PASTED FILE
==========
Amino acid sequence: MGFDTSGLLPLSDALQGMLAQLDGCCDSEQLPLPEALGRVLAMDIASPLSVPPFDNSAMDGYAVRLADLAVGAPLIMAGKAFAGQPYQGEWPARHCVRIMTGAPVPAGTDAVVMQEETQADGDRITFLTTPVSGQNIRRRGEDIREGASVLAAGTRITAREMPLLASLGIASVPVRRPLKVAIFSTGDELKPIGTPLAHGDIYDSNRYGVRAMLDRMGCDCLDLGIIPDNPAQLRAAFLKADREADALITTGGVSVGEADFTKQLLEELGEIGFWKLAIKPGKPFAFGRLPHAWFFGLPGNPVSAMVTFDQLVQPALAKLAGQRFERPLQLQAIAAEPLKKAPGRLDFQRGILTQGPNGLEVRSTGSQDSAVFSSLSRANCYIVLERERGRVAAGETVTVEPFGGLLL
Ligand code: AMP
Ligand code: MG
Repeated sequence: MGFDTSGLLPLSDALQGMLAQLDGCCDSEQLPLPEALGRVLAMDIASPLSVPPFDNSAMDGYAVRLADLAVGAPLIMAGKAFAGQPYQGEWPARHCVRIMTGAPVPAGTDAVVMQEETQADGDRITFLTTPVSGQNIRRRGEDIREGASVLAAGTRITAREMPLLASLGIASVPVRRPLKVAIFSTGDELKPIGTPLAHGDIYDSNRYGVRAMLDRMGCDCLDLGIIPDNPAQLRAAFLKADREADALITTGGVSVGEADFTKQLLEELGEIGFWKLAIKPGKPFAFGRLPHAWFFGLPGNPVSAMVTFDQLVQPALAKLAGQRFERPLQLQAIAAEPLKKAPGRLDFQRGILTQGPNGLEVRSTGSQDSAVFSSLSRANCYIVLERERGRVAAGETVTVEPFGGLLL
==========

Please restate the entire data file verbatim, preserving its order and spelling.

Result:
Amino acid sequence: MGFDTSGLLPLSDALQGMLAQLDGCCDSEQLPLPEALGRVLAMDIASPLSVPPFDNSAMDGYAVRLADLAVGAPLIMAGKAFAGQPYQGEWPARHCVRIMTGAPVPAGTDAVVMQEETQADGDRITFLTTPVSGQNIRRRGEDIREGASVLAAGTRITAREMPLLASLGIASVPVRRPLKVAIFSTGDELKPIGTPLAHGDIYDSNRYGVRAMLDRMGCDCLDLGIIPDNPAQLRAAFLKADREADALITTGGVSVGEADFTKQLLEELGEIGFWKLAIKPGKPFAFGRLPHAWFFGLPGNPVSAMVTFDQLVQPALAKLAGQRFERPLQLQAIAAEPLKKAPGRLDFQRGILTQGPNGLEVRSTGSQDSAVFSSLSRANCYIVLERERGRVAAGETVTVEPFGGLLL
Ligand code: AMP
Ligand code: MG
Repeated sequence: MGFDTSGLLPLSDALQGMLAQLDGCCDSEQLPLPEALGRVLAMDIASPLSVPPFDNSAMDGYAVRLADLAVGAPLIMAGKAFAGQPYQGEWPARHCVRIMTGAPVPAGTDAVVMQEETQADGDRITFLTTPVSGQNIRRRGEDIREGASVLAAGTRITAREMPLLASLGIASVPVRRPLKVAIFSTGDELKPIGTPLAHGDIYDSNRYGVRAMLDRMGCDCLDLGIIPDNPAQLRAAFLKADREADALITTGGVSVGEADFTKQLLEELGEIGFWKLAIKPGKPFAFGRLPHAWFFGLPGNPVSAMVTFDQLVQPALAKLAGQRFERPLQLQAIAAEPLKKAPGRLDFQRGILTQGPNGLEVRSTGSQDSAVFSSLSRANCYIVLERERGRVAAGETVTVEPFGGLLL